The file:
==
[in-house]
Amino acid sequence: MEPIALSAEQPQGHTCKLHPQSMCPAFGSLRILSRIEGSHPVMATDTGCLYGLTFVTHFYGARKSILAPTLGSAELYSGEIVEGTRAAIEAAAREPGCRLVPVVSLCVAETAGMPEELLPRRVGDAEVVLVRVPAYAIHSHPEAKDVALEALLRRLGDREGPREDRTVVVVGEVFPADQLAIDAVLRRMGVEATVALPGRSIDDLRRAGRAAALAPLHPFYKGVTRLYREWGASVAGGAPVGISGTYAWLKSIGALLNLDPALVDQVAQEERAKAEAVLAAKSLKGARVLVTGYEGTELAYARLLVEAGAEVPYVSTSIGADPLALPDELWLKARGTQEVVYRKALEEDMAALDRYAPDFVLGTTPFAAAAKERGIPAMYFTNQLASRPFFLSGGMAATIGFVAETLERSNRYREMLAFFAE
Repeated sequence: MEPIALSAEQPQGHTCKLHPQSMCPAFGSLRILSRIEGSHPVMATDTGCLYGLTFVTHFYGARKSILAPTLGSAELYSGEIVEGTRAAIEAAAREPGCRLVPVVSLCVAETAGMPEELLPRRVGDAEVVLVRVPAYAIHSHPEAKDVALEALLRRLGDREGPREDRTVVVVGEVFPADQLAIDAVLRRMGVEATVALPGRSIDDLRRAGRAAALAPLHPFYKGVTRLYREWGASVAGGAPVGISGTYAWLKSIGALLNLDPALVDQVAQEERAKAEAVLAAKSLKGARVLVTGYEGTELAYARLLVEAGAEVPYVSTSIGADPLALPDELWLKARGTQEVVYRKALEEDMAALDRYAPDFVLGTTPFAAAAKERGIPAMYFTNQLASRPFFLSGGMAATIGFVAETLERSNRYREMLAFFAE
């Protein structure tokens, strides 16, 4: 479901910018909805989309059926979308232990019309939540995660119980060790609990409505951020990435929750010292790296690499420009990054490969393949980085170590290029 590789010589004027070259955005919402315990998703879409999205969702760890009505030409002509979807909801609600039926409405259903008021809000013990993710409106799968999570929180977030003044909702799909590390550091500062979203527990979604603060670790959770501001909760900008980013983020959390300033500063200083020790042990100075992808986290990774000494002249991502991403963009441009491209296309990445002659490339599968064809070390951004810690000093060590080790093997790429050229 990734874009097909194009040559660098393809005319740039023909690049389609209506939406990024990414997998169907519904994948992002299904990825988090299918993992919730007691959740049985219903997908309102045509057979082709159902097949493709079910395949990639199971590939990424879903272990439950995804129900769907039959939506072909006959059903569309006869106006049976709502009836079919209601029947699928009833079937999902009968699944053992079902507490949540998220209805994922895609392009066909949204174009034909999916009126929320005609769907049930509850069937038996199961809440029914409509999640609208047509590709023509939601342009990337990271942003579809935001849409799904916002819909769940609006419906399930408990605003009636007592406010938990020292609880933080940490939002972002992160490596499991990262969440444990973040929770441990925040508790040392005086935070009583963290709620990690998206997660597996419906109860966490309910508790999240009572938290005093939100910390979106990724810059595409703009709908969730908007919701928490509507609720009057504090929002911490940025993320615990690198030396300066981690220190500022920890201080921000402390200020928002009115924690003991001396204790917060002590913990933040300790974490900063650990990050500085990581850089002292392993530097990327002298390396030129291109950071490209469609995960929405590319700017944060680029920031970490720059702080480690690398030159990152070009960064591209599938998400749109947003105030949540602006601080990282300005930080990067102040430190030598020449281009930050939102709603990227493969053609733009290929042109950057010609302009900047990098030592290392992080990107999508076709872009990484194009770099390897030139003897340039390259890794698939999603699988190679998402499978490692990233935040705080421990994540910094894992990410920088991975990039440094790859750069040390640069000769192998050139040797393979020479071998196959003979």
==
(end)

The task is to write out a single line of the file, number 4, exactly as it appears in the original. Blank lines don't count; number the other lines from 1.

């Protein structure tokens, strides 16, 4: 479901910018909805989309059926979308232990019309939540995660119980060790609990409505951020990435929750010292790296690499420009990054490969393949980085170590290029 590789010589004027070259955005919402315990998703879409999205969702760890009505030409002509979807909801609600039926409405259903008021809000013990993710409106799968999570929180977030003044909702799909590390550091500062979203527990979604603060670790959770501001909760900008980013983020959390300033500063200083020790042990100075992808986290990774000494002249991502991403963009441009491209296309990445002659490339599968064809070390951004810690000093060590080790093997790429050229 990734874009097909194009040559660098393809005319740039023909690049389609209506939406990024990414997998169907519904994948992002299904990825988090299918993992919730007691959740049985219903997908309102045509057979082709159902097949493709079910395949990639199971590939990424879903272990439950995804129900769907039959939506072909006959059903569309006869106006049976709502009836079919209601029947699928009833079937999902009968699944053992079902507490949540998220209805994922895609392009066909949204174009034909999916009126929320005609769907049930509850069937038996199961809440029914409509999640609208047509590709023509939601342009990337990271942003579809935001849409799904916002819909769940609006419906399930408990605003009636007592406010938990020292609880933080940490939002972002992160490596499991990262969440444990973040929770441990925040508790040392005086935070009583963290709620990690998206997660597996419906109860966490309910508790999240009572938290005093939100910390979106990724810059595409703009709908969730908007919701928490509507609720009057504090929002911490940025993320615990690198030396300066981690220190500022920890201080921000402390200020928002009115924690003991001396204790917060002590913990933040300790974490900063650990990050500085990581850089002292392993530097990327002298390396030129291109950071490209469609995960929405590319700017944060680029920031970490720059702080480690690398030159990152070009960064591209599938998400749109947003105030949540602006601080990282300005930080990067102040430190030598020449281009930050939102709603990227493969053609733009290929042109950057010609302009900047990098030592290392992080990107999508076709872009990484194009770099390897030139003897340039390259890794698939999603699988190679998402499978490692990233935040705080421990994540910094894992990410920088991975990039440094790859750069040390640069000769192998050139040797393979020479071998196959003979």